After nearly two weeks of deliberation, vote counting, and recounting, Honduras still has yet to declare an official winner in its highly contested 2017 Presidential election.
On Sunday, October 15, President Nicolás Maduro’s United Socialist Party of Venezuela won a surprising majority in 17 of the country’s 23 states in the regional gubernatorial elections over the Democratic Unity opposition party.
Last Thursday, officials reported the recovery of the last known victim of Mexico’s magnitude 7.1 earthquake, raising the total death toll to 369 (Wright 2017).
Preceding the 2016 presidential election in the United States pollsters worldwide comfortably sat back after declaring that the country, without a doubt, would be seeing its first Madame President. Much of the strength in these predictions came from a firm belief that (now) President-Elect Donald J. Trump’s anti-immigrant rhetoric would motivate Latino voters, especially in the important swing-state of Florida, to mobilize behind the Democratic party and Hillary Clinton.
This past week the University of Pittsburgh’s Center for Latin American Studies was excited to host a discussion led by its director Scott Morgenstern titled “Latinos & the US Election.” The presentation explored Latino voting trends, how they are influenced, and - what everybody is wondering about - its potential impact on Tuesday’s election. The following is a summary of dialogue that ensued.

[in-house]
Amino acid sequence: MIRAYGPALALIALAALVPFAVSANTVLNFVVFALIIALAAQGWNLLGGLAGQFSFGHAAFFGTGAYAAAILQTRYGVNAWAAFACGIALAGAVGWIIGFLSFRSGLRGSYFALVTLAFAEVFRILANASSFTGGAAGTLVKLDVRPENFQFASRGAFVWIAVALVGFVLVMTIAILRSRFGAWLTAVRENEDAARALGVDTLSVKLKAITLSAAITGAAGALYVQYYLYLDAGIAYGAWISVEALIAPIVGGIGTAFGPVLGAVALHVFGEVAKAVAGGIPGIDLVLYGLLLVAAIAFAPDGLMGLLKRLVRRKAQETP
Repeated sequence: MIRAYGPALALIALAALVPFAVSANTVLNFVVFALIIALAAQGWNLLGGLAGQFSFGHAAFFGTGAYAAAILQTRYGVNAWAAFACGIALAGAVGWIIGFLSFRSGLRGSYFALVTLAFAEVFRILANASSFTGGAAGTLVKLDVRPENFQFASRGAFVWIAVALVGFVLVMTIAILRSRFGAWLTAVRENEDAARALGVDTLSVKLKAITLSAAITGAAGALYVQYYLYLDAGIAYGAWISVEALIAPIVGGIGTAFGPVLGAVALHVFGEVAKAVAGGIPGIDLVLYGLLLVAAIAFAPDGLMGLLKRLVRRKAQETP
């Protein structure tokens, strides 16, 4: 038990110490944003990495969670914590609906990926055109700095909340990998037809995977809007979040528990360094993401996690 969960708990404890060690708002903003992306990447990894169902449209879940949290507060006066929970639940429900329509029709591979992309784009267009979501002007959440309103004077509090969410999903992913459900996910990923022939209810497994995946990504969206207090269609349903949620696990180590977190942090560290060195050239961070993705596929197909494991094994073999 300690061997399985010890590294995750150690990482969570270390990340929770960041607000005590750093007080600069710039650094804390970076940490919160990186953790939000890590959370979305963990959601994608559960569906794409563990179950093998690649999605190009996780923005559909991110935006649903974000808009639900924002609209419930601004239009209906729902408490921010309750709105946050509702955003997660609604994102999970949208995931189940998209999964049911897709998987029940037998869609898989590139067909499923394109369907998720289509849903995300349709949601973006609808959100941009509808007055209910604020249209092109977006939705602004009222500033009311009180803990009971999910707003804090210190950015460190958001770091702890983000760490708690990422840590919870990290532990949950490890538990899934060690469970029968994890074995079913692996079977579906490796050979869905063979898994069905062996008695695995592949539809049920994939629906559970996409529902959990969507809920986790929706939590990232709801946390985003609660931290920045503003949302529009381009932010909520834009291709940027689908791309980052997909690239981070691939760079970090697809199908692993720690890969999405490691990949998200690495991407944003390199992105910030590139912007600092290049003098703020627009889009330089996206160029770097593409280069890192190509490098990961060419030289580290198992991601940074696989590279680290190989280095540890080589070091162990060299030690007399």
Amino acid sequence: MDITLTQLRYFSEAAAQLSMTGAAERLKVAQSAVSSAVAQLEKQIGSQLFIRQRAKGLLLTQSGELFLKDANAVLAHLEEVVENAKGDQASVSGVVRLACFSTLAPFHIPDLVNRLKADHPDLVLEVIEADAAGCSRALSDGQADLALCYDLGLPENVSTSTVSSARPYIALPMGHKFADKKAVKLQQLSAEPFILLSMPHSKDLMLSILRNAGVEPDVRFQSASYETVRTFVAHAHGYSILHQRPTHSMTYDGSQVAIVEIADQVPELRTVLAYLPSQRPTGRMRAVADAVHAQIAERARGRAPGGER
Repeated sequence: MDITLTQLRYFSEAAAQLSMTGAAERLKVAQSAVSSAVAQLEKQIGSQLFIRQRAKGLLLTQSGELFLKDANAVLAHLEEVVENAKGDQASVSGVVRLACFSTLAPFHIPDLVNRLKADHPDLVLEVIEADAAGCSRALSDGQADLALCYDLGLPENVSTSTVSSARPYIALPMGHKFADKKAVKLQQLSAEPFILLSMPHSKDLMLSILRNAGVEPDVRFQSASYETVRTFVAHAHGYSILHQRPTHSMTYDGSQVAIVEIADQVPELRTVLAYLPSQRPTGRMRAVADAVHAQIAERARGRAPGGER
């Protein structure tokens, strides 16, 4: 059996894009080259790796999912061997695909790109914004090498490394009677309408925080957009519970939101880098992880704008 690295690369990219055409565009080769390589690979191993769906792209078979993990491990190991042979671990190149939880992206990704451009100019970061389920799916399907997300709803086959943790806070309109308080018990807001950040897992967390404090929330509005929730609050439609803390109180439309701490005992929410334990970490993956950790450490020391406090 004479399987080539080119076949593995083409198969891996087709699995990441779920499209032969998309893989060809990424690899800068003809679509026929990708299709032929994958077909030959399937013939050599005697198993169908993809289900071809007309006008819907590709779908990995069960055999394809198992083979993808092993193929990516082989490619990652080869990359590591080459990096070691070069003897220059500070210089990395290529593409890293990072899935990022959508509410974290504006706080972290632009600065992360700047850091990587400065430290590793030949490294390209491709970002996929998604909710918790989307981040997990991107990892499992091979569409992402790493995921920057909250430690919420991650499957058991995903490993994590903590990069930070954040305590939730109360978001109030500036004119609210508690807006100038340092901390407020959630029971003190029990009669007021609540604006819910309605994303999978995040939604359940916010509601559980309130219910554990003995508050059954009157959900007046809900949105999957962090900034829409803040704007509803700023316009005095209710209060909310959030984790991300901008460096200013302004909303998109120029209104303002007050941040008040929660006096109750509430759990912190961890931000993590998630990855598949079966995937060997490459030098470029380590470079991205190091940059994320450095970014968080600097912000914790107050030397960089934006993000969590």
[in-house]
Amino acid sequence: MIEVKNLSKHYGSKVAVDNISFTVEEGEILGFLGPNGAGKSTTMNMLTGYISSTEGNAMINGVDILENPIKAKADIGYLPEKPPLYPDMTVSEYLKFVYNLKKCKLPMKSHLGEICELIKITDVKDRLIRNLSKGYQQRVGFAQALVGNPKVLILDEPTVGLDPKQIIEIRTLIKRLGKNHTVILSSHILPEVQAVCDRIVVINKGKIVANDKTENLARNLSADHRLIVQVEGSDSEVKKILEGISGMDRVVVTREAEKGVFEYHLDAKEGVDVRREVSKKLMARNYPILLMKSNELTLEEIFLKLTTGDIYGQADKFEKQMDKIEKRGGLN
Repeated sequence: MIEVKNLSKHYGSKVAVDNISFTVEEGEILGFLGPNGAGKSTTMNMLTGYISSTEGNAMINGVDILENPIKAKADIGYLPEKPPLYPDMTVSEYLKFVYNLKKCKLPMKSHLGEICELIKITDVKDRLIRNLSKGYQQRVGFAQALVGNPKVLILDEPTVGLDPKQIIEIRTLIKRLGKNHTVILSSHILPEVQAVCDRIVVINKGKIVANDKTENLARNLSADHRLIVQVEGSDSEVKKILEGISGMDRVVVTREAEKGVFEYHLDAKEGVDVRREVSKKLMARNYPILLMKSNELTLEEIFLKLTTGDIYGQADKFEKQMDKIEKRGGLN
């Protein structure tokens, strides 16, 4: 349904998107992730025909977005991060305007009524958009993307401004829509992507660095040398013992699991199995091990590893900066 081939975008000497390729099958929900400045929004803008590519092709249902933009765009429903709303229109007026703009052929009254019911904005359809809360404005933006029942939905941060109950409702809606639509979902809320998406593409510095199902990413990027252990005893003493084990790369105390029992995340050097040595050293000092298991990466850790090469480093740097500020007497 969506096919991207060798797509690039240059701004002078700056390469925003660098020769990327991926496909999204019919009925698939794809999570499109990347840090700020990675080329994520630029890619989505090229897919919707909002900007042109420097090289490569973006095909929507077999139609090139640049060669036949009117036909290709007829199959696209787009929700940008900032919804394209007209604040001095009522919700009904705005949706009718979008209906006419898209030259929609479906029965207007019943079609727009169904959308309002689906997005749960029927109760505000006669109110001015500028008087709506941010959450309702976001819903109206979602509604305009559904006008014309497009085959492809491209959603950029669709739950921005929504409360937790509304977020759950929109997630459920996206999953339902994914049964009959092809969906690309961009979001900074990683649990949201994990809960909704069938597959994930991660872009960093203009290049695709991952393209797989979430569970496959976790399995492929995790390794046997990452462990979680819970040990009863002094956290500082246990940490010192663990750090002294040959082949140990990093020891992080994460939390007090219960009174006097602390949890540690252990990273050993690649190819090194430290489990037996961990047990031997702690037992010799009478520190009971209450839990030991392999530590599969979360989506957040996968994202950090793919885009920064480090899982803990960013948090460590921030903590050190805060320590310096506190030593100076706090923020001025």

Este domingo 2 de febrero, los habitantes costarricenses escogerán a su nuevo presidente y legisladores, cargos políticos que serán ejercidos durante los próximos cuatro años. En estos comicios, los costarricenses cuentan con catorce opciones posibles para elegir tanto a su presidente como a los 57 diputados.
In Argentina voting is obligatory for all citizens between the ages of 18 and 69. The Argentine voting process requires that the first-place candidate win more than 45 percent of the valid vote or win at least 40 percent of the valid vote and finish more than 10 percent ahead of the second-place candidate. If neither of these outcomes is reached on October 25, a runoff election between the top two candidates from the first round will be held on November 22.
The race for the president of the United States is nearing the finish line and Republican candidate Donald J. Trump and Democrat opponent Hillary Clinton have been pushing harder than ever to win the votes of the American people. Most recently, this week CNN aired what was the most-watched presidential debate in the history of the United States. While both candidates muddled through their respective weaknesses, one story that was exposed by Secretary of State Hillary Clinton has since dealt a serious blow to entrepreneur Donald Trump’s campaign.
2015 has been a difficult year for Venezuela, with falling oil prices and a tumbling economy, inflation has risen to 100% and there are constant shortages of basic goods.2 People have been taking to the streets to protest the government and its handling of the crisis, which in many instances it refuses to acknowledge. President Nicolás Maduro, who is a member of the same socialist party as his predecessor Hugo Chávez, has not been managing the various crises well.